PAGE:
Having said all that, the flowers and the thought are the thing here. I’ve never had a complaint when I bring flowers no matter if I use an old mason jar to hold them.

Designing for Neophytes

Now I know that every reader is a designer at heart and doesn’t need to get instructions from me.

However, for those non-designers, let me make a few suggestions.

If you have a tall flower such as a delphinium, snapdragon or gladiola, use a tall vase. The lines of the flowers should be extended by the long lines of the vase. Short, dumpy vases make the tall flowers look out of proportion.

On the other hand, if you have a wild bunch of varied height flowers, use one of the shorter vases with a bulbous bottom or heavier bottom to allow flowers to appear wider and full in the arrangement.

There are a few special rules for cut tulips and daffodils:

Recut under water like all other cut flowers. Unlike most other cut flowers, tulips keep growing in the vase and over their lifespan on your kitchen table they’ll grow about an inch taller.

They’ll also move around in search of the light creating a ballet of slow-motion. While I think this is part of their charm, some folks like to keep them straight and here’s the trick for doing that.

Remove the tulips from the vase and roll the tulips in a newspaper so that the paper extends above the flowers but leaves the bottom third of the stems bare.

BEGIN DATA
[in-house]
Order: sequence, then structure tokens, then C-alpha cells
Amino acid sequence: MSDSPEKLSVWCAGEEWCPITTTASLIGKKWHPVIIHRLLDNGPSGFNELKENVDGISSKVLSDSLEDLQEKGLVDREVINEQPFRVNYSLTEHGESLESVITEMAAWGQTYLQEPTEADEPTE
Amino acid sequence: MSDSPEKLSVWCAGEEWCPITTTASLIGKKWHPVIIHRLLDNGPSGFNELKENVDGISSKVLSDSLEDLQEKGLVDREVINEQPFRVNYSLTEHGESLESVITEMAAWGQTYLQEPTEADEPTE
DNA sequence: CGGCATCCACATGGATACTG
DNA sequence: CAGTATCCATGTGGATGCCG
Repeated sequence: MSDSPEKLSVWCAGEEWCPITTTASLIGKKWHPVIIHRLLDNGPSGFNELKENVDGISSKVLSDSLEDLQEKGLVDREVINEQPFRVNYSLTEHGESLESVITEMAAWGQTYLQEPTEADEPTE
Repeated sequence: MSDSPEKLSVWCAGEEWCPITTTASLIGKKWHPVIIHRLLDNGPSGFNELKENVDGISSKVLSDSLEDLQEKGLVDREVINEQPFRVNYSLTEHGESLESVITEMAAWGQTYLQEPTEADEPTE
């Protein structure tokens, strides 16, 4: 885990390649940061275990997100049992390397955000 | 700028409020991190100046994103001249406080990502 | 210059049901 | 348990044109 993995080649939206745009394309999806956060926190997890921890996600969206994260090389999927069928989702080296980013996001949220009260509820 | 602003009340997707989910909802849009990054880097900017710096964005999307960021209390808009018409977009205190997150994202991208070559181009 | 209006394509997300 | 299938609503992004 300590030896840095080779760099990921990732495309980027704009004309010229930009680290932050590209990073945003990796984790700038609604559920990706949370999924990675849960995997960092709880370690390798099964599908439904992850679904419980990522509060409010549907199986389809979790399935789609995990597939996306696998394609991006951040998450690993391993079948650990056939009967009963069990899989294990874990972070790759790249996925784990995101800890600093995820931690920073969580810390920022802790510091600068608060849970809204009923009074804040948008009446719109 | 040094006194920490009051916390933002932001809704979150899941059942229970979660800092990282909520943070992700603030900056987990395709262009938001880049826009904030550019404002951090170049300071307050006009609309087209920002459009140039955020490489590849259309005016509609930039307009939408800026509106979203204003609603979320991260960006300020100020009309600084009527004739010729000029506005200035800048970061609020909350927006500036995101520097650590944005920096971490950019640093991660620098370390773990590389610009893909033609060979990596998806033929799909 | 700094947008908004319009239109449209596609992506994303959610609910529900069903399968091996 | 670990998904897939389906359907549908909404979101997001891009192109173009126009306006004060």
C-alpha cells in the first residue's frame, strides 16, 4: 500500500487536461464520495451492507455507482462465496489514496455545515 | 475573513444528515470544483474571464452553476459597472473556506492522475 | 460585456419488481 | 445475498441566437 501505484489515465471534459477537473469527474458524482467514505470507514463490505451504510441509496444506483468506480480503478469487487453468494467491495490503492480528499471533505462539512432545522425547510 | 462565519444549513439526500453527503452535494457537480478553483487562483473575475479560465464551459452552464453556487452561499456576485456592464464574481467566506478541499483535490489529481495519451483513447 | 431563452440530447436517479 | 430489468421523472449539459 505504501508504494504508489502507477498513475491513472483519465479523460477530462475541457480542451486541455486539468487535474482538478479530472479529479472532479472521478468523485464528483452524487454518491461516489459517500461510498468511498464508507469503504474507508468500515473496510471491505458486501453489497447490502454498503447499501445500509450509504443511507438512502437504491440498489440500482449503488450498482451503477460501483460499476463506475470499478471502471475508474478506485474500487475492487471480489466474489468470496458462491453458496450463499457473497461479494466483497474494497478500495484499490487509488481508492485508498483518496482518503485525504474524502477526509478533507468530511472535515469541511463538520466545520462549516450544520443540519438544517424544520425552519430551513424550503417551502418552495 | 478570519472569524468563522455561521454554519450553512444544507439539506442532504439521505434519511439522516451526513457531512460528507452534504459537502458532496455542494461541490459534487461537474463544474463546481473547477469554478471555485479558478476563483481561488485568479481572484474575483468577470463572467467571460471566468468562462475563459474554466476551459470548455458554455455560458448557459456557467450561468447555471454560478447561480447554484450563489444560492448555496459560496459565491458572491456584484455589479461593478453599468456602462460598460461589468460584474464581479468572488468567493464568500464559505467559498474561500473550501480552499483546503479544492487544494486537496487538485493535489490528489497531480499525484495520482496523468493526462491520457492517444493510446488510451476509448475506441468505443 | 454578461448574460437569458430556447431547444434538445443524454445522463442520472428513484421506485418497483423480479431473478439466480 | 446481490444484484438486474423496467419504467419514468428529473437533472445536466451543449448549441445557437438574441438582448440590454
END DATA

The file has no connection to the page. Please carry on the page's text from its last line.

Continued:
Recut the stems under water and, still wrapped-up, place in a container of cool water for an hour or two. This will allow the tulips to soak up some water and being held in place, the stems will straighten up.

An interesting bit of floral magic!

Don’t bother using cut flower food on tulips. Research has shown they don’t need the food but they do require lots of fresh clean water.

Change that water every two days and your tulips will last significantly longer than if you don’t change the water.

Longest Life Trick for Cut Tulips

For the longest life, keep the tulips in a cool spot away from direct sunlight or heat sources.

Don’t put them next to radiators or heat vents for sure.

Daffodil Warning

And if you decide to add some daffodils to your cut flower mix, you have to “prep” the daffodils before you use them in a mixed arrangement. A cut daffodil secretes gummy substances from the cut stems and this gum blocks the stems of other flowers causing them to die early.

If you use daffodils, cut their stems under water and soak them in a vase all by themselves for an hour or three. After this soaking, they can be added to the mixed cut flower bouquet with no danger.

Three Rules You Need To Understand For Great Tulip Care

Tulip care is a simple thing

Tulip care is (luckily for us) a fairly simple thing. This plant really isn’t bothered by any serious insect pests so we can pretty much forget about that. So what is it that you have to do to ensure you have great tulips from year to year?

Rule of Leaves

Grow the leaves, not the flowers. If you concentrate on making sure your gardening grows great leaves on your tulips, then those leaves will produce superior flowers year after year.

You do that by not cutting the leaves down, tying them up, or doing anything else to them until they turn yellow. Yellow leaves on your tulips are a sign that the bulbs have stored enough energy and are now ready to go dormant until next spring.